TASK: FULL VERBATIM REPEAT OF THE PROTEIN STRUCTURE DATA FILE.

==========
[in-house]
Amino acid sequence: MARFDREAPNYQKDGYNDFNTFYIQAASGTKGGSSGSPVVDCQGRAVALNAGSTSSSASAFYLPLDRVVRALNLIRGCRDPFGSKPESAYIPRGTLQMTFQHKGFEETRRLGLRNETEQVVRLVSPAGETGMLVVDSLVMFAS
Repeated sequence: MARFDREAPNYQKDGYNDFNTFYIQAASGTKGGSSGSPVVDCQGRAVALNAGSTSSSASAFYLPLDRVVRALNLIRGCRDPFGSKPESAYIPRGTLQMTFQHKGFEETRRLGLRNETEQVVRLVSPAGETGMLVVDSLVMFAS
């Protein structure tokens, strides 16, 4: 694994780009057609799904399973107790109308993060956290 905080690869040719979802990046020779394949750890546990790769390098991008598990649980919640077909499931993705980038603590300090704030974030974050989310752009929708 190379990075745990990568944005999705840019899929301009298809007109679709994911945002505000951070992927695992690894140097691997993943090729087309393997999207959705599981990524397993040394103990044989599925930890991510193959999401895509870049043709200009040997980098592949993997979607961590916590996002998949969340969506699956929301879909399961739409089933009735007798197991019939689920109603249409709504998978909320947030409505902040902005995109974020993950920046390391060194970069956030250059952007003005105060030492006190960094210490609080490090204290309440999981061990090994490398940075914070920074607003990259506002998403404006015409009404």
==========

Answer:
[in-house]
Amino acid sequence: MARFDREAPNYQKDGYNDFNTFYIQAASGTKGGSSGSPVVDCQGRAVALNAGSTSSSASAFYLPLDRVVRALNLIRGCRDPFGSKPESAYIPRGTLQMTFQHKGFEETRRLGLRNETEQVVRLVSPAGETGMLVVDSLVMFAS
Repeated sequence: MARFDREAPNYQKDGYNDFNTFYIQAASGTKGGSSGSPVVDCQGRAVALNAGSTSSSASAFYLPLDRVVRALNLIRGCRDPFGSKPESAYIPRGTLQMTFQHKGFEETRRLGLRNETEQVVRLVSPAGETGMLVVDSLVMFAS
């Protein structure tokens, strides 16, 4: 694994780009057609799904399973107790109308993060956290 905080690869040719979802990046020779394949750890546990790769390098991008598990649980919640077909499931993705980038603590300090704030974030974050989310752009929708 190379990075745990990568944005999705840019899929301009298809007109679709994911945002505000951070992927695992690894140097691997993943090729087309393997999207959705599981990524397993040394103990044989599925930890991510193959999401895509870049043709200009040997980098592949993997979607961590916590996002998949969340969506699956929301879909399961739409089933009735007798197991019939689920109603249409709504998978909320947030409505902040902005995109974020993950920046390391060194970069956030250059952007003005105060030492006190960094210490609080490090204290309440999981061990090994490398940075914070920074607003990259506002998403404006015409009404």